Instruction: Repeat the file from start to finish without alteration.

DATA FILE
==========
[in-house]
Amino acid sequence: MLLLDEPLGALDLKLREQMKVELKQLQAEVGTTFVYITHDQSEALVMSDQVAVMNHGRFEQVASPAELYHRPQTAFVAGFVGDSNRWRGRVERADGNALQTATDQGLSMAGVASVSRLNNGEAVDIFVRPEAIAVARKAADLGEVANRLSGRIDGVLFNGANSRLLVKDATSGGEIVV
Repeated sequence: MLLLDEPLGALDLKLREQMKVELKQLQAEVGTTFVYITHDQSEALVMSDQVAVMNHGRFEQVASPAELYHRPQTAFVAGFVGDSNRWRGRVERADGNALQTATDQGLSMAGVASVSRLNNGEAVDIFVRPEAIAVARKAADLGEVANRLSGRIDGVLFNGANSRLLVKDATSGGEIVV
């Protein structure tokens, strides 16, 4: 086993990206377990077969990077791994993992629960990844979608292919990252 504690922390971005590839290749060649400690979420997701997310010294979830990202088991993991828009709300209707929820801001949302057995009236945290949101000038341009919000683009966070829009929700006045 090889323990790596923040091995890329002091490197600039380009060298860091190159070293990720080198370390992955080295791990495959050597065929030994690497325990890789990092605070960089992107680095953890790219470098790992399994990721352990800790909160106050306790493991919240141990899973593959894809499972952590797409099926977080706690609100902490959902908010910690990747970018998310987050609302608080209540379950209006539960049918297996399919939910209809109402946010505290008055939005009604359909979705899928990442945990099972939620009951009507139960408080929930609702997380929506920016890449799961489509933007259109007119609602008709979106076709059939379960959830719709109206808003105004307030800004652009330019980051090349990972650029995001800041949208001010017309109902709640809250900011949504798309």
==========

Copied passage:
[in-house]
Amino acid sequence: MLLLDEPLGALDLKLREQMKVELKQLQAEVGTTFVYITHDQSEALVMSDQVAVMNHGRFEQVASPAELYHRPQTAFVAGFVGDSNRWRGRVERADGNALQTATDQGLSMAGVASVSRLNNGEAVDIFVRPEAIAVARKAADLGEVANRLSGRIDGVLFNGANSRLLVKDATSGGEIVV
Repeated sequence: MLLLDEPLGALDLKLREQMKVELKQLQAEVGTTFVYITHDQSEALVMSDQVAVMNHGRFEQVASPAELYHRPQTAFVAGFVGDSNRWRGRVERADGNALQTATDQGLSMAGVASVSRLNNGEAVDIFVRPEAIAVARKAADLGEVANRLSGRIDGVLFNGANSRLLVKDATSGGEIVV
């Protein structure tokens, strides 16, 4: 086993990206377990077969990077791994993992629960990844979608292919990252 504690922390971005590839290749060649400690979420997701997310010294979830990202088991993991828009709300209707929820801001949302057995009236945290949101000038341009919000683009966070829009929700006045 090889323990790596923040091995890329002091490197600039380009060298860091190159070293990720080198370390992955080295791990495959050597065929030994690497325990890789990092605070960089992107680095953890790219470098790992399994990721352990800790909160106050306790493991919240141990899973593959894809499972952590797409099926977080706690609100902490959902908010910690990747970018998310987050609302608080209540379950209006539960049918297996399919939910209809109402946010505290008055939005009604359909979705899928990442945990099972939620009951009507139960408080929930609702997380929506920016890449799961489509933007259109007119609602008709979106076709059939379960959830719709109206808003105004307030800004652009330019980051090349990972650029995001800041949208001010017309109902709640809250900011949504798309």